Operative versus Non-Operative Treatment for Atraumatic Rotator Cuff Tears: A Multicenter Randomized Controlled Pragmatic Trial Save

Date Added
October 7th, 2019
PRO Number
Pro00088804
Researcher
Josef Eichinger

List of Studies

Silhouette
Keywords
Bone, Joint, Physical Therapy, Surgery
Summary

Patients of age ?50 to <85 years diagnosed with a rotator cuff tear (with MRI confirmation) who are fit for either arthroscopic rotator cuff surgery or physical therapy will be recruited. The study will compare pain and function in patients undergoing operative versus non-operative treatment of Non traumatic rotator cuff tears at 12 months of follow-up.

Institution
MUSC
Recruitment Contact
Lisa Mock
843-876-2211
mockl@musc.edu

Concomitant sensory stimulation during therapy to enhance hand functional recovery post stroke Save

Date Added
August 6th, 2019
PRO Number
Pro00090790
Researcher
Na jin Seo

List of Studies


Profiles_link
Keywords
Aging, Exercise, Movement Disorders, Nervous System, Physical Therapy, Stroke, Stroke Recovery
Summary

Hand disability after stroke has a profound negative impact on functional ability and independence. Hand therapy may be augmented with sensory stimulation for better outcomes. We have developed a novel sensory stimulation - unfelt vibration applied via a wristwatch. In this study, we will determine if combining this stimulation with hand task practice is superior to hand task practice alone.

Institution
MUSC
Recruitment Contact
Na Jin Seo
8437920084
seon@musc.edu

Novel training environment to normalize altered finger force direction post stroke Save

Date Added
June 6th, 2019
PRO Number
Pro00088988
Researcher
Na jin Seo

List of Studies


Profiles_link
Keywords
Exercise, Physical Therapy, Rehabilitation Studies, Stroke Recovery
Summary

The purpose of this study is to determine if 3-dimensional finger force training is an effective tool in restoring hand function post stroke. Persons who survived a stroke 3 to 9 months ago and have a hand impairment will be eligible to participate in this study. Participants will be asked to come to the laboratory to practice controlling the finger force generation 3 times a week for 6 weeks. Participants will see their performance on a computer screen. Participants will also come to the laboratory for additional 4-7 visits for assessments of their upper extremity function. The total duration of the study will be 2.5 months.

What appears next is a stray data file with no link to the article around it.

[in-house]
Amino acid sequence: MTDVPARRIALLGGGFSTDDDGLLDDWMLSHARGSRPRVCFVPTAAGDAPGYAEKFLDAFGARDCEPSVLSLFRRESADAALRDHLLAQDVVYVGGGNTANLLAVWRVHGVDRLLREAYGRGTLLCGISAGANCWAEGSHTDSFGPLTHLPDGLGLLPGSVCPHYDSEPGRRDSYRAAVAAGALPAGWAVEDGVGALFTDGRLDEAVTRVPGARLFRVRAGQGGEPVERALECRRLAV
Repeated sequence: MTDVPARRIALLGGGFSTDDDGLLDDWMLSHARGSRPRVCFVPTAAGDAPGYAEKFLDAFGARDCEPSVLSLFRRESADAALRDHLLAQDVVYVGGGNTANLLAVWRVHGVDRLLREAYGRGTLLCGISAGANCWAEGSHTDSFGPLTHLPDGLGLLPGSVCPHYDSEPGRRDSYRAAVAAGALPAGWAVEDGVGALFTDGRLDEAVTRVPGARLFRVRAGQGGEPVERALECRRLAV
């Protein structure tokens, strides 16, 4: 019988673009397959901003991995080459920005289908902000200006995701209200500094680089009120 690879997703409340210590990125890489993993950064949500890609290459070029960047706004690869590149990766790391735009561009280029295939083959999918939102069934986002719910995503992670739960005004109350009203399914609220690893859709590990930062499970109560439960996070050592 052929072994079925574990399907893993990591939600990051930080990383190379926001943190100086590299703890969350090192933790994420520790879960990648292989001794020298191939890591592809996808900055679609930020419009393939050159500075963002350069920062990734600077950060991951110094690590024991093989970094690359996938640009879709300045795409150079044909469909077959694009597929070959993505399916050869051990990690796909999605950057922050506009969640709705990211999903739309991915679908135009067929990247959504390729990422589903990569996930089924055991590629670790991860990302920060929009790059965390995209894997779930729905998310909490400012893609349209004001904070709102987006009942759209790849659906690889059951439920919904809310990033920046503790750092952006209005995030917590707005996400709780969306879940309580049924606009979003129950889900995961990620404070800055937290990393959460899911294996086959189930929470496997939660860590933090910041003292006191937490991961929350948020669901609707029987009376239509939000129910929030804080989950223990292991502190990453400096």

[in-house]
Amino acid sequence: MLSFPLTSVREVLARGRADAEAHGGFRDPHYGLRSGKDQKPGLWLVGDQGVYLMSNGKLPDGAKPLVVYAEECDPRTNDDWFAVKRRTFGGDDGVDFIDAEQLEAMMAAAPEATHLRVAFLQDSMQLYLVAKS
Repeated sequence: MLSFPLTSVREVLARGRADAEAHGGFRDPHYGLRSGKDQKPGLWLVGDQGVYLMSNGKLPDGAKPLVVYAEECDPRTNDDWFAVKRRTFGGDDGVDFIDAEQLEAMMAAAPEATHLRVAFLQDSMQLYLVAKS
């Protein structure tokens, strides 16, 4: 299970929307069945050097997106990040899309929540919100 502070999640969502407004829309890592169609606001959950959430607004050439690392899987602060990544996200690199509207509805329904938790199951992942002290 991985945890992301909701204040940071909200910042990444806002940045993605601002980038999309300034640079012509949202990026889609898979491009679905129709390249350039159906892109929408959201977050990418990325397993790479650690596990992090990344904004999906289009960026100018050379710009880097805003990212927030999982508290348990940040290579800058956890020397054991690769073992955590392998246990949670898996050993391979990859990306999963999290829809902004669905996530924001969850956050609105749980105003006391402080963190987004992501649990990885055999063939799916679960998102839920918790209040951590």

Institution
MUSC
Recruitment Contact
Na Jin Seo
8437920084
seon@musc.edu

Remote Delivery of an Exercise Program during Post-Stroke Community Reintegration ? A Pilot Study Save

Date Added
June 4th, 2019
PRO Number
Pro00089218
Researcher
Addie Middleton

List of Studies

Silhouette
Keywords
Exercise, Physical Therapy, Stroke Recovery
Summary

In-person delivery of structured, progressive home exercise programs during the subacute phase of stroke recovery has documented efficacy; however, in-person programs are resource-intensive and not economically sustainable. Advancements in telehealth are opening new avenues for efficient and scalable delivery of services. We will examine "tele" delivery of an important component of post-stroke care, exercise during community reintegration.

Institution
MUSC
Recruitment Contact
Addie Middleton
843-792-0235
middlja@musc.edu

Development of Wearable Stimulation App to Increase Hand Functional Recovery in Patients with Neurological Movement Save

Date Added
June 4th, 2019
PRO Number
Pro00088976
Researcher
Na jin Seo

List of Studies


Profiles_link
Keywords
Aging, Central Nervous System, Movement Disorders, Muscle, Nerve, Nervous System, Physical Therapy, Rehabilitation Studies, Stroke, Stroke Recovery
Summary

Post-stroke hand impairment diminishes stroke survivors' ability to perform activities of daily living. Motor recovery has been shown to improve through peripheral sensory stimulation. This study aims to determine if vibration from a smartwatch improves post-stroke hand function.

Institution
MUSC
Recruitment Contact
Andrew Fortune
843-792-8970
fortunea@musc.edu

Neuroplasticity Associated with Extended Daily Use of a Sensorimotor Priming Vibration System to Improve Hand Function After Stroke Save

Date Added
March 5th, 2019
PRO Number
Pro00086207
Researcher
Na jin Seo

List of Studies


Profiles_link
Keywords
Aging, Central Nervous System, Movement Disorders, Muscle, Nerve, Nervous System, Physical Therapy, Rehabilitation Studies, Stroke, Stroke Recovery
Summary